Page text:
Role: Web design
This is a companion discussion topic for the original entry at https://opensourcedesign.net/jobs/jobs/2019-02-03-improving-the-two-webpages-of-a-simple-web-interface-to-a-metadata-removal-tool
Role: Web design
Simply Secure is happy to offer pro bono help here. I also talked to @jdittrich who’s interested in joining us. Shall we set up a call to discuss your specific questions?
If we want to do this using PURE, we should
@bumbleblue: Is Julien on Open Source Design Discourse and can answer here?
Random thoughts, freely inspired from doobry’s ones.
I guess that the target group might be journalists and activists, who will use mat2-web prior to posting media on the web (new articles, social network, instant messaging, …). Also, windows and mac users, because mat2 is curently only available on Linux.
I think that most of them will know that their files could contain metadata, but won’t have a clear idea of what those are: there are some confusions about network vs. file metadata (“We kill people based on metadata” vs “When I’m taking pictures with my iPhone, they do contain GPS coordinates”), so I guess having a small explaination about what mat2-web is removing from media might be useful.
Technical users won’t use mat2-web, they’ll use the command line interface, which is more powerful.
Side note: we do plan to translate the web interface.
OK, so I would assume our user wants to post an image on a social network. They know that “metadata” exists and that it is “in” images and that it can be used to identify people or location somehow. They have experience in using the web, but are necessarily tech-interested.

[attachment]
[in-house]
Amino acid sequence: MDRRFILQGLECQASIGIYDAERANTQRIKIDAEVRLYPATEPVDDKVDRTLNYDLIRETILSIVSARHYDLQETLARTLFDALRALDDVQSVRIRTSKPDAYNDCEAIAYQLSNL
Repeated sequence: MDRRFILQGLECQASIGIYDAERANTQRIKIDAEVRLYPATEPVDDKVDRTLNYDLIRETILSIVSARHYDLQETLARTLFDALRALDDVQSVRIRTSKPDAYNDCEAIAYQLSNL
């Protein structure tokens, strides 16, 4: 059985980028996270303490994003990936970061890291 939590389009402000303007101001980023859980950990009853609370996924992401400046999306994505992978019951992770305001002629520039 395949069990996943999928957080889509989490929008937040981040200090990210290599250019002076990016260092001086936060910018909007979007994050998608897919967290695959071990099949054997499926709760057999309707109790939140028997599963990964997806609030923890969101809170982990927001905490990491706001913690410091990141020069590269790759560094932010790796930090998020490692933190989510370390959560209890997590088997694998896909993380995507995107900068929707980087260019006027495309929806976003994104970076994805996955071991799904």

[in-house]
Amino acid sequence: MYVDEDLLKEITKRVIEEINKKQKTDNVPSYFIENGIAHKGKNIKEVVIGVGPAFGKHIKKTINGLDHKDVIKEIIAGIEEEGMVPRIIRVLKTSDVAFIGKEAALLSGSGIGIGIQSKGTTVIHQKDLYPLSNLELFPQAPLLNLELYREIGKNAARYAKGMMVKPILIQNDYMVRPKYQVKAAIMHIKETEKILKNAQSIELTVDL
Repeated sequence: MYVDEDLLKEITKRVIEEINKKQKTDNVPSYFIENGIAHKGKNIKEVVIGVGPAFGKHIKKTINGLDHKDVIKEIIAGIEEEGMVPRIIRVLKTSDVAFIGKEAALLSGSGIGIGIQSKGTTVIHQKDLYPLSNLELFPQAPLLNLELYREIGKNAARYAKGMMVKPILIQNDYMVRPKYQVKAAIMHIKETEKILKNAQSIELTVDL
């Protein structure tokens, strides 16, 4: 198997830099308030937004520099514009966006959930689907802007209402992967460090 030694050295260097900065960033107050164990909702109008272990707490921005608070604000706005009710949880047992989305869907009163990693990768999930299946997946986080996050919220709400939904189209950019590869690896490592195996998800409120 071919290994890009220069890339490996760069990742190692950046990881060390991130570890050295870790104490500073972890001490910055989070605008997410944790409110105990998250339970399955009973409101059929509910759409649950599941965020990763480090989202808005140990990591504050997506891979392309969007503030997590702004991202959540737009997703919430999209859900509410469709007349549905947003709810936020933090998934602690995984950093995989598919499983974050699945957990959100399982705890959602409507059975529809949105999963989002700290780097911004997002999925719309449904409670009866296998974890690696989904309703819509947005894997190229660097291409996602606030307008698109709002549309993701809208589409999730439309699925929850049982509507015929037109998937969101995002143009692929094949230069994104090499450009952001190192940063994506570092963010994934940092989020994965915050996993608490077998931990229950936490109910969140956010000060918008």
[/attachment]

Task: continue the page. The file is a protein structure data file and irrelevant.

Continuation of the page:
For the task, I would decompose it into the following steps for a new user:
I agree with @jvoisin that an explanation on what kind of metadata the service is about would be helpful.
@jdittrich, your approach sounds very reasonable to me
Here is my evaluation according to the PURE Method.
@bumbleblue: Can you go through the steps too, write down your score (see the end of the post for the rubric) and tell where you would score differently?
(For now, only by Jan, second evaluator needed)
[Standard system dialog]
[standard system dialog]
Adding step scores: 2+2+1+2+1+1 = 9
Worst score over in all steps: 2
The step can be accomplished easily by the target user, due to low cognitive load or because it’s a known pattern, such as the acceptance of Terms of Service agreement.
The step requires some degree of cognitive load by the target user, but can generally be accomplished with some effort.
The step is difficult for the target user, due to significant cognitive load or confusion; some target users would likely fail the task at this point"
Example from firefox send for putting infos “behind” a link: